The Bechdel Test
If you don't know what it is, the Bechdel test is explained here. A character says she'll only watch a movie that has two women who talk to each other about something other than a man.
On one hand, I really do appreciate the sentiment. It's often frustrating to me when male characters are the default, and the female characters are just there to be defined by their relationship to men. I definitely won't judge someone on their personal criteria for watching movies, since life is short and why waste at least an hour and a half on something that you're not going to enjoy?
But as a form of feminist critique, I think it is overused.
As an example, one of the critiques I've seen of the Dark Knight was that it failed the Bechdel test in a big way (particularly in the scene where Bruce, Rachel, Harvey and Bruce's ballerina date have dinner and Rachel and the ballerina barely say two words to each other, and what they do say is about Batman.)
And yes. It did fail the Bechdel test. But, and it's possible that I'm being a bad feminist for saying this, it's a Batman movie. I'm paying money to see a Batman movie. Batman (or a monniker affiliated with Batman) is the title of the movie. And when you stop and think about it, even very long movies like Titanic, or the Lord of the Rings movies are only what? three hours? It's a long time to sit in a theatre, sure, but it's not really that long to get all the character and plot development that needs to be in there. (Compare it to a weekly tv-show, which can have like twenty hours a season!) And while I'm sure an intelligent woman like Rachel Dawes could have many an interesting conversation with a professional ballerina... I would rather not waste the finite minutes of a movie about Batman on something that's not related to Batman.
It's a personal taste thing, really. And while I don't judge someone for deciding that "hey, this isn't the sort of movie I want to see", I really don't think it's fair to make it a part of a feminist critique of a movie. (Tangentially, I personally found the movie and Rachel Dawes in particular fairly satisfying from my own feminist perspective. Your mileage may vary, naturally.)
Just because something is a movie about men doesn't make it anti-feminist. It just makes it a movie about men.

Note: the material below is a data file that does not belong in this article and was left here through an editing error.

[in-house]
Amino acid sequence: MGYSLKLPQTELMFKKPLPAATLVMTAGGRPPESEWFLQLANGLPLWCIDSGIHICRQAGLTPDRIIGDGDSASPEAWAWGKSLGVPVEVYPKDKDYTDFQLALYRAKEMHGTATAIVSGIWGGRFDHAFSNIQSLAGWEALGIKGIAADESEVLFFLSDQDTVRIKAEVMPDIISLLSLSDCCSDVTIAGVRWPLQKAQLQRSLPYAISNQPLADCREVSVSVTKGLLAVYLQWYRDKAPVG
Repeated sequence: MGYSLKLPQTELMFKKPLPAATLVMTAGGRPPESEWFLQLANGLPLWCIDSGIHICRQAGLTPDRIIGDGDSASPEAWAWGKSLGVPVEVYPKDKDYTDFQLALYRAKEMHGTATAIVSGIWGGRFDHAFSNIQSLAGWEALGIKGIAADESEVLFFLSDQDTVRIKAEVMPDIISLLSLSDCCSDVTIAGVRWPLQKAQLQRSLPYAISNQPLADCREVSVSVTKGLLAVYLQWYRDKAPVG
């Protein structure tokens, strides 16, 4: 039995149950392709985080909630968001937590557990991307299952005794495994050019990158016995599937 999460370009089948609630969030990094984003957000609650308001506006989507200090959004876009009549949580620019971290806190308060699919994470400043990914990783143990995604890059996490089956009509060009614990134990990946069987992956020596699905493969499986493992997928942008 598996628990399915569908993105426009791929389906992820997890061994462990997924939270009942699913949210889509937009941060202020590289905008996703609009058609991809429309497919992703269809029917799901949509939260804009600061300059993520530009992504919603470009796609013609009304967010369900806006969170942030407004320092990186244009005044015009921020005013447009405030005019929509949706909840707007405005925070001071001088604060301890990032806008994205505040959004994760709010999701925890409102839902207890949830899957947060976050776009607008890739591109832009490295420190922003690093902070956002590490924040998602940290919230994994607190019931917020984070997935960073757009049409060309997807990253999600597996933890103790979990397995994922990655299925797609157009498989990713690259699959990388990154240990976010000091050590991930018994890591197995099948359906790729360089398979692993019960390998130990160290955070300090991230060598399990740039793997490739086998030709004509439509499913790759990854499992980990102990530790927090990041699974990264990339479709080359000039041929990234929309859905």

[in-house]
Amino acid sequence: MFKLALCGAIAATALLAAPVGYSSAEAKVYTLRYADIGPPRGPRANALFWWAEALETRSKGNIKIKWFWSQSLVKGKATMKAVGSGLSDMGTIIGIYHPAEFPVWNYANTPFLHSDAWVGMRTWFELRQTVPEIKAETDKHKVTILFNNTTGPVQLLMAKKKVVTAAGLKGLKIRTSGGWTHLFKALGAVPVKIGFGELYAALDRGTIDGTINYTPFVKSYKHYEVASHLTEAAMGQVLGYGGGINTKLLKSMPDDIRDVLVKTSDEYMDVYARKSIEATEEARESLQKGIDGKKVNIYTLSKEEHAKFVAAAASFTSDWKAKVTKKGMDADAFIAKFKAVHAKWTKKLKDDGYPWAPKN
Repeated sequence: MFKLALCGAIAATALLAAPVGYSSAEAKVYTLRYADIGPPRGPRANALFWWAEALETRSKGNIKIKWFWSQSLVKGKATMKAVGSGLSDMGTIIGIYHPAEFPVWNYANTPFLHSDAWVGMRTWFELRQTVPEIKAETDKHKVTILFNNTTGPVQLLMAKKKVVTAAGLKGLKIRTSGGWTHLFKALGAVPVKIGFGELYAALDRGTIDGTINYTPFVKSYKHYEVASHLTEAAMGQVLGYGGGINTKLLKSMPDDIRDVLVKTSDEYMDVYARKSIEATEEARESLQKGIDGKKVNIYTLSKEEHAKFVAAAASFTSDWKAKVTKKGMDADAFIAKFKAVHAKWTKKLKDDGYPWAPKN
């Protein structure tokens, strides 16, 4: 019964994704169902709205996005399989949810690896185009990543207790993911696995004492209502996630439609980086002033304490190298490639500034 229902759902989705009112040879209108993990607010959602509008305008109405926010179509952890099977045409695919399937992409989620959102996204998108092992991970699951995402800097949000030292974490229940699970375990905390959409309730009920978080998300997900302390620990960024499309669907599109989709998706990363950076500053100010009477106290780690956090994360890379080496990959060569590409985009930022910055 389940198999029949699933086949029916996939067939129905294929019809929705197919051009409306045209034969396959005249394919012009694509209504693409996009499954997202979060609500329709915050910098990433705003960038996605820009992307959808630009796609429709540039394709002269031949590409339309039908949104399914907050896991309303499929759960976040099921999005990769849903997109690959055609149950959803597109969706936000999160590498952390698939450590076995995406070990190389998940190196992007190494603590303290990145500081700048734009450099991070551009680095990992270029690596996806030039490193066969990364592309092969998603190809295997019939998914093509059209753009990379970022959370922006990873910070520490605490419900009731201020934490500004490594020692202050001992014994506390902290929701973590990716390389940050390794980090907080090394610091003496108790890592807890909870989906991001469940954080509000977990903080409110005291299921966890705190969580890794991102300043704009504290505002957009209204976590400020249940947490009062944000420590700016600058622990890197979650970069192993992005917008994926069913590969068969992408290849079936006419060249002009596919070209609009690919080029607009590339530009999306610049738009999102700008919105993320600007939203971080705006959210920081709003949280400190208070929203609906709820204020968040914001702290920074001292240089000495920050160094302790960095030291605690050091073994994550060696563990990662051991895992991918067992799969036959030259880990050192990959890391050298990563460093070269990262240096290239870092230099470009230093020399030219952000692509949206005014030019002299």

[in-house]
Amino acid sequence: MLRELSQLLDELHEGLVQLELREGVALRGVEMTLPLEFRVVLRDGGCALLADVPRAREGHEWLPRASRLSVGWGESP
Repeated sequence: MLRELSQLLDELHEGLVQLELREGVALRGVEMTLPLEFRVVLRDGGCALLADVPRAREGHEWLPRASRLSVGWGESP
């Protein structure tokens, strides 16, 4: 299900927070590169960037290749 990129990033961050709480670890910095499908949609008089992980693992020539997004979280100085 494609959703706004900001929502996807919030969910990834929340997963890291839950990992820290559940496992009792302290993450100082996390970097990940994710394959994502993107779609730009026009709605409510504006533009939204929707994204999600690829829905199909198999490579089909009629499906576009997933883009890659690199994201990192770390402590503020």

But sometimes even in an ensemble movie, I think the Bechdel test is used as an unfair basis of feminist critique.
Take, for example, the new Star Trek movie. There's been a fair bit of feminist discussion about that movie online, resulting from Uhura's more significant role in the movie. (One particularly interesting debate is whether the fact that Uhura's significant role includes a love interest component is a step forward or a step backwards in terms of feminist progress. Personally, I liked the change, but there's some good argument on either side.)
But I've seen the Bechdel rule brought up there too. Specifically for the scene with Gaila and Uhura. Though Uhura talks about the plot significant transmissions, Gaila is talking about a man/an experience with a man. Which, okay. If you're looking at it objectively, it probably doesn't pass the Bechdel rule.
But can I be blunt for a moment?
I'm a twenty-seven year old woman. I spent a considerable portion of the last ten years in a college type environment in frequent company with other twenty-something women. And while I'll caveat that this is based on my experience and is not necessarily true for every one, I have to say...
Young straight women? Tend to talk about men and sex a LOT. In fact, I'd suggest that within a certain age group, men and sex make up a pretty large chunk of the conversation topics. Sure, we talk about other things too, but the conversation will usually inevitably veer back to that subject. (I'd imagine the opposite is true for many young straight men.)
So the fact that two young twenty-something presumably straight (or bisexual) women in a college-type environment are talking and one keeps veering the conversation back to men? Seems pretty true to life to me.
Personally, I think a better feminist critique of that scene has to do with the fact that a fairly important piece of dialogue establishing Uhura's importance to the greater plot at hand has to happen in a set up that basically is just there for Kirk/the audience to see an attractive woman in her underwear. But that's a different kettle of fish.
There are situations when I do think the Bechdel test makes a good situation for feminist critique however. One of these is in weekly television shows.
In the case of a weekly television show, it doesn't matter if it's centered around a male character because there is almost inevitably going to be some kind of ensemble cast. And while I wouldn't say every single episode needs to pass the Bechdel test, if you have twenty some odd hours in a season? You can make room for at least ONE conversation between women that's not about a man.
Likewise, even if the main female characters in the cast are college age and of the sort that 75%-80% of their conversations would have to do with men and sex, you have time to insert SOME conversation that fits in that last 20% area.
In the case of a seasonal television show, there really is no excuse for creators not to put SOMETHING there. Preferably more than once, but once at least shows that there's been some effort to define the female characters beyond their interaction with men.
The same is true, I think, for monthly ongoing comic books (with the caveat that it's a bit harder to determine an appropriate interval. With television shows, you can base it by a season or half-season. But it's harder to figure that out for a comic. Maybe once a story arc?)
That said though, I still think that, in general, the Bechdel test works better as a personal taste gauge than a feminist critique.